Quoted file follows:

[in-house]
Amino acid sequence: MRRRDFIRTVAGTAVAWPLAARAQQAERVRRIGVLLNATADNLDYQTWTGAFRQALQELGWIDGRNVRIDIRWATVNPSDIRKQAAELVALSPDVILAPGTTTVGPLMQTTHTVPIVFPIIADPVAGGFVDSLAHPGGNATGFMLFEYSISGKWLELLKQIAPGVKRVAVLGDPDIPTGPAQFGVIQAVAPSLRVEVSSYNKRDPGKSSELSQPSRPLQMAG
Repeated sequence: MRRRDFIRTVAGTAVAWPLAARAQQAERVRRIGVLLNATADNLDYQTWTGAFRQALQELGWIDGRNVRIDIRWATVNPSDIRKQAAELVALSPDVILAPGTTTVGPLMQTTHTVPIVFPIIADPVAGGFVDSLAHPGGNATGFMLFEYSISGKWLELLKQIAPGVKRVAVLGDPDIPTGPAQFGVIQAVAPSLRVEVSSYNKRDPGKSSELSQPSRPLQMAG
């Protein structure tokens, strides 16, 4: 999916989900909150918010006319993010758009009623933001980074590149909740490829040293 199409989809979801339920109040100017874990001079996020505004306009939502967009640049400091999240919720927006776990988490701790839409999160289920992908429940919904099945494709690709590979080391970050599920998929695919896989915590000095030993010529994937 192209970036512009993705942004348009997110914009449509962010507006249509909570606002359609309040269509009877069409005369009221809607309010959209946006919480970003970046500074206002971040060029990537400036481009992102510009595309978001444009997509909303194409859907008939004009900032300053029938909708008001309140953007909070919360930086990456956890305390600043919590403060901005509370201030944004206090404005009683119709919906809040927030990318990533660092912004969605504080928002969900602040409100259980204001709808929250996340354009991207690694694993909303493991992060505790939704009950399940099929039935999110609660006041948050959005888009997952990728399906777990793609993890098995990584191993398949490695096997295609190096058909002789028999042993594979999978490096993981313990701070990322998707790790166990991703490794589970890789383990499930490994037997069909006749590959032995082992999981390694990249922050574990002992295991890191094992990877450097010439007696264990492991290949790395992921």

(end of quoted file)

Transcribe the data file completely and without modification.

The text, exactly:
[in-house]
Amino acid sequence: MRRRDFIRTVAGTAVAWPLAARAQQAERVRRIGVLLNATADNLDYQTWTGAFRQALQELGWIDGRNVRIDIRWATVNPSDIRKQAAELVALSPDVILAPGTTTVGPLMQTTHTVPIVFPIIADPVAGGFVDSLAHPGGNATGFMLFEYSISGKWLELLKQIAPGVKRVAVLGDPDIPTGPAQFGVIQAVAPSLRVEVSSYNKRDPGKSSELSQPSRPLQMAG
Repeated sequence: MRRRDFIRTVAGTAVAWPLAARAQQAERVRRIGVLLNATADNLDYQTWTGAFRQALQELGWIDGRNVRIDIRWATVNPSDIRKQAAELVALSPDVILAPGTTTVGPLMQTTHTVPIVFPIIADPVAGGFVDSLAHPGGNATGFMLFEYSISGKWLELLKQIAPGVKRVAVLGDPDIPTGPAQFGVIQAVAPSLRVEVSSYNKRDPGKSSELSQPSRPLQMAG
């Protein structure tokens, strides 16, 4: 999916989900909150918010006319993010758009009623933001980074590149909740490829040293 199409989809979801339920109040100017874990001079996020505004306009939502967009640049400091999240919720927006776990988490701790839409999160289920992908429940919904099945494709690709590979080391970050599920998929695919896989915590000095030993010529994937 192209970036512009993705942004348009997110914009449509962010507006249509909570606002359609309040269509009877069409005369009221809607309010959209946006919480970003970046500074206002971040060029990537400036481009992102510009595309978001444009997509909303194409859907008939004009900032300053029938909708008001309140953007909070919360930086990456956890305390600043919590403060901005509370201030944004206090404005009683119709919906809040927030990318990533660092912004969605504080928002969900602040409100259980204001709808929250996340354009991207690694694993909303493991992060505790939704009950399940099929039935999110609660006041948050959005888009997952990728399906777990793609993890098995990584191993398949490695096997295609190096058909002789028999042993594979999978490096993981313990701070990322998707790790166990991703490794589970890789383990499930490994037997069909006749590959032995082992999981390694990249922050574990002992295991890191094992990877450097010439007696264990492991290949790395992921």